13. I hope that Adam will forgive my hijacking his thread. However, I was so inspired by his Coil J conversions from Hornby Iron Ore tipplers that I wanted to make some for myself in P4. The Hornby tipplers are excellent value in packs of three from Hattons, and I still have the upper halves of the bodies to turn into sand tipplers. The Hornby chassis is remarkably fine, so I have chosen to leave it as it is and do without either springing or compensation. The internal timbers are a little small; I had relied upon the dimensions quoted in Keith Allen's Railway Modeller article from January 1983 and sourced some walnut wood section from my local model shop, but I may yet try to find something slightly larger. I now need to work out the dimensions of the coils themselves to make some loads. As ever, Paul Bartlett's excellent photographs provided inspiration for the weathering. The rust effect was achieved by spraying a base coat of Tamiya grey primer, followed by a sprinking of salt fixed with Testor's Dullcote and the oversprayed with Tamiya Flat Brown. Transfers are from Fox, finished off with more Dullcote. Finally, I gave everything a dusting with Carr's weathering powders. David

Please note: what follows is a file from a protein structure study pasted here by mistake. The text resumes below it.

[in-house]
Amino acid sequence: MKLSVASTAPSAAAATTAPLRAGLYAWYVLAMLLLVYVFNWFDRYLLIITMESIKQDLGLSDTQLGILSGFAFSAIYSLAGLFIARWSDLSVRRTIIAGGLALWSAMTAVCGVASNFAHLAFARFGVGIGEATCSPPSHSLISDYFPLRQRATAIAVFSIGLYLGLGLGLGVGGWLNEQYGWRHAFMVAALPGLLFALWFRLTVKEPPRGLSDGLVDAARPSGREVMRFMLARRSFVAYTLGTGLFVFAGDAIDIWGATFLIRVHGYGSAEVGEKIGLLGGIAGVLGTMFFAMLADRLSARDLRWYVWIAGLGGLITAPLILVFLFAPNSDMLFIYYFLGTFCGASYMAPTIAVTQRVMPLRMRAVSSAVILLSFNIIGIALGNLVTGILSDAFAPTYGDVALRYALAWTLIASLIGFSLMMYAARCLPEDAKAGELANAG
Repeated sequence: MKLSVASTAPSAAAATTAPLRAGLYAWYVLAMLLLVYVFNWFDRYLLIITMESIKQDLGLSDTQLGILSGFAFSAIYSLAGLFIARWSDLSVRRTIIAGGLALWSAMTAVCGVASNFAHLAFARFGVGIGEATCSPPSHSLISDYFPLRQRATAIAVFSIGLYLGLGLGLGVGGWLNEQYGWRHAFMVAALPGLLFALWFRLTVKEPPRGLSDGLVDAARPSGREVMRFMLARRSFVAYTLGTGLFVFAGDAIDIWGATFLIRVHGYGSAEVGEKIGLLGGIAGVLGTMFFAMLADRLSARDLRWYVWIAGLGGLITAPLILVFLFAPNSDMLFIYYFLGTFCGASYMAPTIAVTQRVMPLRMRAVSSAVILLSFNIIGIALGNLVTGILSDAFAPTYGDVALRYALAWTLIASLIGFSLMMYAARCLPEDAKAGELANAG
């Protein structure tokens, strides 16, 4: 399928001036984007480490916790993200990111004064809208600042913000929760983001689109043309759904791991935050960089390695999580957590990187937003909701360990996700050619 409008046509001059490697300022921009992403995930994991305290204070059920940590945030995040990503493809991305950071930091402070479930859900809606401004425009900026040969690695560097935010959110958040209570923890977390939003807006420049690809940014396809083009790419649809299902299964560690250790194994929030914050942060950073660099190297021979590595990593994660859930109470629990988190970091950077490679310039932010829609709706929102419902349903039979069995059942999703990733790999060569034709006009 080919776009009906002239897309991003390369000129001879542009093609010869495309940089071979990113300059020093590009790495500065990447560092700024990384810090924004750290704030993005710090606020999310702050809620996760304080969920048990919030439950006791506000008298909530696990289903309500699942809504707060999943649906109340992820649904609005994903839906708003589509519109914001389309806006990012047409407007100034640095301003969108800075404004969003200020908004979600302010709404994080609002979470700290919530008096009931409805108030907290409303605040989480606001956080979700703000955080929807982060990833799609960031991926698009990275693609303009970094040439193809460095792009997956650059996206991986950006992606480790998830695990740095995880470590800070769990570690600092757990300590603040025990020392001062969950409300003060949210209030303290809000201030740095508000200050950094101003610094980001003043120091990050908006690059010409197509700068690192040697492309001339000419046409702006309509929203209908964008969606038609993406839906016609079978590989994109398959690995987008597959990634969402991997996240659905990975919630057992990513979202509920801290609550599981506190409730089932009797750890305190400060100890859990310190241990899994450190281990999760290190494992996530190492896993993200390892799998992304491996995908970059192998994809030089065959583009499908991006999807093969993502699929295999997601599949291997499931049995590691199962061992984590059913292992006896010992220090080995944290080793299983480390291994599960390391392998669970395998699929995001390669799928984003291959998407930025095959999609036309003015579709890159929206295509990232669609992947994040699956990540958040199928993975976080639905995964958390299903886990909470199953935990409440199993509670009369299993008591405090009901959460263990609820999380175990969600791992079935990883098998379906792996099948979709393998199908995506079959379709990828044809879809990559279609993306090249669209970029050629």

14. Have only just found your thread, and am pleased that I have done as it has inspired me to think about a few new projects. I certainly like the idea of backdating the Bachmann BDA rather than using the Cambrian kit or scratch building the underframe in brass angle. Not all of the unfitted Bogie Bolster D's had the triangulare gussets on the Bachmann model, but it looks like the best route to a vacuum-fitted version. I am assuming that the Bachmann bolsters are just glued in place and may be removed quite easily with a scalpel ...? David
  15. Thank you! I don't feel quite so foolish, now that I find others don't have an obvious solution. I am modelling to a time constraint (Scaleforum, in a few weeks), so will probably go with a modified Bachmann version for the time being, but keep my eyes open for an alternative in the long run. David
×
×
  • Create New...

Important Information

We have placed cookies on your device to help make this website better. You can adjust your cookie settings, otherwise we'll assume you're okay to continue.